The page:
Literature-Based, Project-Based Elementary Astronomy Unit Study

The study of astronomy with my 7 and 10-year-old children was surprisingly fascinating! As usual, we used bits and pieces of this and that, with lots of living literature, a field trip, and projects to learn tons about our solar system. I hope you find something useful to add to your astronomy unit study!

blog title picture with several images of astronomy books for kids

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Elementary Astronomy Unit Study

Exploring Creation With Astronomy was our main teaching text. We didn’t complete every single chapter, but the ones we did were top-notch.

Hands-on, literature-based elementary astronomy unit

{balloon solar system model; the sun’s power to melt chocolate; moon crater simulation}

Beyond the text, I also added a few lapbooking activities and lots of hands-on projects. All the paperwork was put into modified lapbooks. Mini-books were glued on the first flap while notebooking pages and worksheets were simply stapled together at the top of the other flap.

Astronomy Unit Study
Astronomy Unit Study

This unit study happened before the creation of Pinterest, so none of the hands-on activities shown below came from my astronomy Pinterest board. However, you can find lots of great hands-on additions for any astronomy unit there now.

Hands-on, literature-based elementary astronomy unit

{eating in space simulation; dehydrated food tasting; objects in space simulation; space station aim game}

Hands-on, living books, project-based astronomy study

{Oreo moon phases model}

The Living Books

Of course, living books were a big part of the learning!

The Sun: Our Nearest Star (Let's-Read-and-Find-Out)What the Moon is Like (Let's-Read-and-Find-Out Science, Stage 2)The Moon BookThe Moon Seems to Change (Let's-Read-and-Find-Out Science 2)What Makes Day and Night (Let's-Read-and-Find-Out Science 2)Find the ConstellationsA Child's Introduction to the Night Sky (Revised and Updated): The Story of the Stars, Planets, and Constellations--and How You Can Find Them in the SkyOne Small Square, The Night SkyThere's No Place Like Space: All About Our Solar System (Cat in the Hat's Learning Library)The Magic School Bus Lost In The Solar SystemThe Planets in Our Solar System (Let's-Read-and-Find-Out Science 2)The Planets: Fourth EditionOur Solar System: Revised EditionStarry Messenger: Galileo GalileiNicolaus Copernicus: The Earth Is a Planet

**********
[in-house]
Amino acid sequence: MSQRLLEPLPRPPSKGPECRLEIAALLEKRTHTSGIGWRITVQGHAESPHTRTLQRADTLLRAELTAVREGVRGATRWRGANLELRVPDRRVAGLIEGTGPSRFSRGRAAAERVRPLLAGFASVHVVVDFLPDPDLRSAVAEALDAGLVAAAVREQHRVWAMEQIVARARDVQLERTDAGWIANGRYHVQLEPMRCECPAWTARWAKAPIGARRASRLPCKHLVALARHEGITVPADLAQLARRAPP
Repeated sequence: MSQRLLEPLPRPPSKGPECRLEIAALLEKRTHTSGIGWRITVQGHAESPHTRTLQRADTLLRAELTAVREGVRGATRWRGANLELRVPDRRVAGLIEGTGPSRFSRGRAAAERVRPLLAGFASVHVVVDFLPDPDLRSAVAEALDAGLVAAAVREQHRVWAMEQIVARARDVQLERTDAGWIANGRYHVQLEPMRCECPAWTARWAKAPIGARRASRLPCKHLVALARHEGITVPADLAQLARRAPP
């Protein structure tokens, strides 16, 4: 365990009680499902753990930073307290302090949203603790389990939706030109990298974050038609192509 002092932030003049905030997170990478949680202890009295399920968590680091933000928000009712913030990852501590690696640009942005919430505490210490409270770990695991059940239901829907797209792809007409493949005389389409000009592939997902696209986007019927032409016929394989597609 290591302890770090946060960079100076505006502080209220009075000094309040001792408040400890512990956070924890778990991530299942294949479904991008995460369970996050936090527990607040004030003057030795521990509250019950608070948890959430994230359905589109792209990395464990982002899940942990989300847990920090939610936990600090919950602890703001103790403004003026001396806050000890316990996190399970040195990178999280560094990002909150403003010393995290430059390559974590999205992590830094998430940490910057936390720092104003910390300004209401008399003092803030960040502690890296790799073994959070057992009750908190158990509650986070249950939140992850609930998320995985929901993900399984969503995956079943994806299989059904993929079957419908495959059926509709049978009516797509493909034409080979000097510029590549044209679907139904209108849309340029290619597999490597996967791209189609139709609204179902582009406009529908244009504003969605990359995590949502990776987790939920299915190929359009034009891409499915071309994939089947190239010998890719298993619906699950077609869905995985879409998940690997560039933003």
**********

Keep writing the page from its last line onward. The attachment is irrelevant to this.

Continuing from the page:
The Extra Learning

The Creation Museum has a WONDERFUL planetarium – both informative and God-honoring. This museum is ALWAYS worth our drive for a field trip.

We found a few fun website games the kids enjoyed during their free time.

The Final Projects

All our unit studies end with final projects – otherwise known as project-based learning. The kids spent a couple of days preparing their projects before presenting them in front of the video camera. They were asked to choose whatever astronomy topic that most interested them and present about that topic in whatever exciting ways they liked. I don’t always give them this much freedom in project choice, but they did a GREAT job pulling together demonstrations, models, and speeches.

Caleb chose astronauts for his topic. The presentation included a talk about astronaut suits (see his helmet and jet pack?), space shuttles, rockets, Neil Armstrong and Buzz Aldrin, dehydrated food, and thrust.

Astronomy Unit Study

Mahayla’s presentation was on the topic of stars. It included information about the sun, other notable stars, constellations, how to use an astronometer to tell the brightness of stars and some information about light years.

Astronomy Unit Study

Unit studies make GREAT memories. They can be a little more time-intensive for mom to plan, but the effort has always been worth it in our homeschool.

Please feel free to share links to your astronomy units in the comments!

Want to learn more about Space? Check out this awesome Space Observations curriculum!


  1. channonsworld says:

    Wow! What a great list of resources. I would like to study the Solar System in January. We will be using this post as our guide 🙂

  2. I’m glad the post was helpful, Channon! 🙂

  3. This is our first year homeschooling and I am trying to put a unit together but didn’t know where to start. This was a big help and looks like a lot of fun. 🙂

  4. Oh, that makes me so happy to hear, Amy! Blessings on your first year. You can do it!

  5. Thank you SO much for sharing this. I’ve been trying to find a list of living books for our space unit study. This is exactly what I was looking for! I stumbled upon it and just ordered every single book from my library. Thank you so much for taking the time to put this together. I’m looking forward to trying some of the activities on your pinterest board as well– I think we definitely need to do the oreo moon phases 😉

  6. Ooh, the Oreo moon phases activity is unforgettable! Enjoy the books, too! 🙂

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